You play as the Cosmic Guardian, a godly figure that possesses a series of mortal characters across the campaign in the multi-realm search to find and defeat Loki. The first mortal you inhabit is Abraxas, kitted out with a sword, shield and axe. Mortals you possess in later sagas include variations on the Abraxas weapons along with completely new tools, such as Cyrene's bow-like harp.
Combat in Asgard's Wrath 2 takes on a more user-led approach than the original, allowing the player to engage in attacks as they please without having to first defend or parry. Unfortunately, combat encounters are nonetheless the least engaging part of Asgard's Wrath 2. The game pursues a melee-based approach, which suffers from the still-unsolvable lack of force feedback with VR motion controllers. There is simply no getting around the fact that when you swing your sword up against an enemy, you will never 'feel' the subsequent clash. There is an inherent disconnect between your mind's expectations, your arm movements and the displayed visuals during melee combat.
This problem isn't inherent to Asgard's Wrath 2 – it lies with the limitations of current VR technology. It's the same reason that Valve shied away from implementing melee crowbar combat in Half-Life: Alyx, opting for gun-based combat instead. The team at Sanzaru are also clearly aware of this problem, because they imbue all weapons with alternate modes of operation that sidestep melee engagement entirely.
All weapons can be thrown at enemies to deal damage as recallable projectiles. With Abraxas, the most damage-effective version of this is his Kratos-like axe, but any weapon will work. Throwing weapons is subsequently a way more satisfying way to approach engagements than melee combat, which easily devolves into slapstick.
There is depth to the combat overall – enemies have a shield/health system, weak points for extra damage, and will intuitively counter attacks to prevent you from spamming one ability – and the extensive skill tree lets you tailor your combat style towards certain weapons or actions. However, the most engaging combat sequences are the big boss battles or similarly bespoke moments. General combat encounters quickly become rote and repetitive.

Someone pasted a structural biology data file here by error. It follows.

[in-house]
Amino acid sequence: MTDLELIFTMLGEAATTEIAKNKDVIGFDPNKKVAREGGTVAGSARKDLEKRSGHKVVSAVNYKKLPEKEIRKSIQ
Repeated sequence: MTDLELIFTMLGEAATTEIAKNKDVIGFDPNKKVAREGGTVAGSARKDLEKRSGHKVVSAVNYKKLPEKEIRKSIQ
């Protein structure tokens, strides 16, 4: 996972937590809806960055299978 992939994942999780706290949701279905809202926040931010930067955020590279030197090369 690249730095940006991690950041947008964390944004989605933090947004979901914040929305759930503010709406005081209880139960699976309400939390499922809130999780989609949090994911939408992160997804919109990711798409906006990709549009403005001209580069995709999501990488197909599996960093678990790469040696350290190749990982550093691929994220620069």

Most missions in Asgard's Wrath 2 structurally resemble conventional gaming 'dungeons', involving a mix of puzzle scenarios and combat encounters as you navigate through a linear mission environment to retrieve an item or get from point A to point B.
Puzzles often involve using weapons outside of combat to affect the environment or traverse platforming sequences. Thrown weapons can hit elements like faraway buttons, often inducing timed sequences or opening up new areas.
A mid-saga upgrade to Abraxas' sword includes a grapple-like ability, which allows you to pull yourself from one area to another using set tether points. Likewise, Cyrene's harp can be used to lure water creatures around areas to solve specific puzzles in later sections of the game.
The God-scale puzzle segments from the original also return in Asgard's Wrath 2, seeing you dynamically switch between mortal-scale gameplay and a larger god-form that looks down on the environment from above. While playing in god-scale, you can pick up items and reposition parts of the environment to clear a way forward or otherwise affect your options in mortal form. It's one of the game's most unique mechanics and remains one of the franchise's most interesting approaches to puzzling.
Missions frequently combine use of weapons, followers, God-scale gameplay and other environmental elements (such as hooks, chains, levers and pulleys) to create engaging combinations that keeps the gameplay fresh across each saga.
Along the campaign, you'll also recruit a series of animal followers who can be summoned to fight alongside you or use unique abilities to help solve puzzles, adding new mechanics and increased depth. Followers can also be transformed into mounts to speedily get around the environment during exploration – Subira the panther and Wahka the baboon are great on land, whereas Pa'akhet the falcon opens up aerial traversal while Mereret the hippo helps you navigate the waters of the Nile.